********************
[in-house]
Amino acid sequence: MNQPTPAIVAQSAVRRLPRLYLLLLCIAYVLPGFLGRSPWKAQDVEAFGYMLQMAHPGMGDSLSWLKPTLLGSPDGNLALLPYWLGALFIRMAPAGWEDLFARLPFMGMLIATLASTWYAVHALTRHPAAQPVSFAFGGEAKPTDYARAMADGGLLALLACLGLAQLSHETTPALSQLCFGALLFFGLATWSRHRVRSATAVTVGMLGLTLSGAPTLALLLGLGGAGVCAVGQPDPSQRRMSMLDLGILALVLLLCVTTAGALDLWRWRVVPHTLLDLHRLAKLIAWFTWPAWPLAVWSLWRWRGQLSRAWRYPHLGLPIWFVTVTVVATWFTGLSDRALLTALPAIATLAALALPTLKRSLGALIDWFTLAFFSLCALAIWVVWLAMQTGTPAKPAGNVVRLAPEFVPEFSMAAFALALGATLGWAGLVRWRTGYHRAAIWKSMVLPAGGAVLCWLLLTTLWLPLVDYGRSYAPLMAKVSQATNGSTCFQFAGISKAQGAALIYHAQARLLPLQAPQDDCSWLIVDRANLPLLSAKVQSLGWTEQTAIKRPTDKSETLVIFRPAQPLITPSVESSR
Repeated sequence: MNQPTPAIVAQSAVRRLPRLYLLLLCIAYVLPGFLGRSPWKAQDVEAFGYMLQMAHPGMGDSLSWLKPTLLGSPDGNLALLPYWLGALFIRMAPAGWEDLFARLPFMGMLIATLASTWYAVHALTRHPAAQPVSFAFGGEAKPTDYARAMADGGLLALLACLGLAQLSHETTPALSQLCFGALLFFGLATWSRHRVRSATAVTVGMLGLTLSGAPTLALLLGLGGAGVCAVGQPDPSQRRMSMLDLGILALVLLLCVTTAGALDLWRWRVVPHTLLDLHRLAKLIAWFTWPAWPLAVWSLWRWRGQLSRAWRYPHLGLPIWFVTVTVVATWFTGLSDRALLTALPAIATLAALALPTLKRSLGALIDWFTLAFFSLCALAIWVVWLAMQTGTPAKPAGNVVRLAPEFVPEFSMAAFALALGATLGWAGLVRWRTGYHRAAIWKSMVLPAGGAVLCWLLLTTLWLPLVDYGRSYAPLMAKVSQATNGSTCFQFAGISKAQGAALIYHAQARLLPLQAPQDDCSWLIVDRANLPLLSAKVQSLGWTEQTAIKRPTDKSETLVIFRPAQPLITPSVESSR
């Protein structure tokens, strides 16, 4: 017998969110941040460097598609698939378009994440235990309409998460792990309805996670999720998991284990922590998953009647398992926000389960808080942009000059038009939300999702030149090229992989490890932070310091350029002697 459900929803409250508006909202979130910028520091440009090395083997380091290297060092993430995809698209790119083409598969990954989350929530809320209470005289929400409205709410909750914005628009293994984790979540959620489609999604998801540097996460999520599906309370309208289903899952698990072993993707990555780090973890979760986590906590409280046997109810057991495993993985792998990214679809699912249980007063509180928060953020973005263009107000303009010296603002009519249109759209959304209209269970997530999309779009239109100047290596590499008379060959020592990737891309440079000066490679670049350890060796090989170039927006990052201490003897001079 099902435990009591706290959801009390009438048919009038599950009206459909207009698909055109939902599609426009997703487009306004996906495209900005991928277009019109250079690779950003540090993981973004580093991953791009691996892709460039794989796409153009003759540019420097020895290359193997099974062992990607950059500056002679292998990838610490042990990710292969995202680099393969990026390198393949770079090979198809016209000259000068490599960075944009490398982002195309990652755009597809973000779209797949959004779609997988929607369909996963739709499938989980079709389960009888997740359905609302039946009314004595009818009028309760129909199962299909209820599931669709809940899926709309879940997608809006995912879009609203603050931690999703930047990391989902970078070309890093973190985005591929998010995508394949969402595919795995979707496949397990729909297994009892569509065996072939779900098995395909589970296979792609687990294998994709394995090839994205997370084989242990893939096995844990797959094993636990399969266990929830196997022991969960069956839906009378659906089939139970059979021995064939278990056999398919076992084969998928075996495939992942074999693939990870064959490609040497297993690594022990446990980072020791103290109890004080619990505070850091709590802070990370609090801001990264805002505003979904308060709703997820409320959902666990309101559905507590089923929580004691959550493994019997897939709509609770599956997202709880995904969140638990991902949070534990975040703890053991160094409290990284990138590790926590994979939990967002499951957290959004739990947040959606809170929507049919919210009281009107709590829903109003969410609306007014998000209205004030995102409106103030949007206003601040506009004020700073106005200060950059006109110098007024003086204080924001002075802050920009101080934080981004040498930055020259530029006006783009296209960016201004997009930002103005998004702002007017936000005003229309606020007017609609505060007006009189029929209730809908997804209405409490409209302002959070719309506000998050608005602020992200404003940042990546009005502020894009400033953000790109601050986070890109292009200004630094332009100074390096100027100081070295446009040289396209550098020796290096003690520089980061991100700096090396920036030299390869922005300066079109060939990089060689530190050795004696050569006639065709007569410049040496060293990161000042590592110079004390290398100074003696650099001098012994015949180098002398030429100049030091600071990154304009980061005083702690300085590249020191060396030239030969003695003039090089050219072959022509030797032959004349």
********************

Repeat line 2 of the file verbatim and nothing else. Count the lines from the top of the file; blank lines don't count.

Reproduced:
Amino acid sequence: MNQPTPAIVAQSAVRRLPRLYLLLLCIAYVLPGFLGRSPWKAQDVEAFGYMLQMAHPGMGDSLSWLKPTLLGSPDGNLALLPYWLGALFIRMAPAGWEDLFARLPFMGMLIATLASTWYAVHALTRHPAAQPVSFAFGGEAKPTDYARAMADGGLLALLACLGLAQLSHETTPALSQLCFGALLFFGLATWSRHRVRSATAVTVGMLGLTLSGAPTLALLLGLGGAGVCAVGQPDPSQRRMSMLDLGILALVLLLCVTTAGALDLWRWRVVPHTLLDLHRLAKLIAWFTWPAWPLAVWSLWRWRGQLSRAWRYPHLGLPIWFVTVTVVATWFTGLSDRALLTALPAIATLAALALPTLKRSLGALIDWFTLAFFSLCALAIWVVWLAMQTGTPAKPAGNVVRLAPEFVPEFSMAAFALALGATLGWAGLVRWRTGYHRAAIWKSMVLPAGGAVLCWLLLTTLWLPLVDYGRSYAPLMAKVSQATNGSTCFQFAGISKAQGAALIYHAQARLLPLQAPQDDCSWLIVDRANLPLLSAKVQSLGWTEQTAIKRPTDKSETLVIFRPAQPLITPSVESSR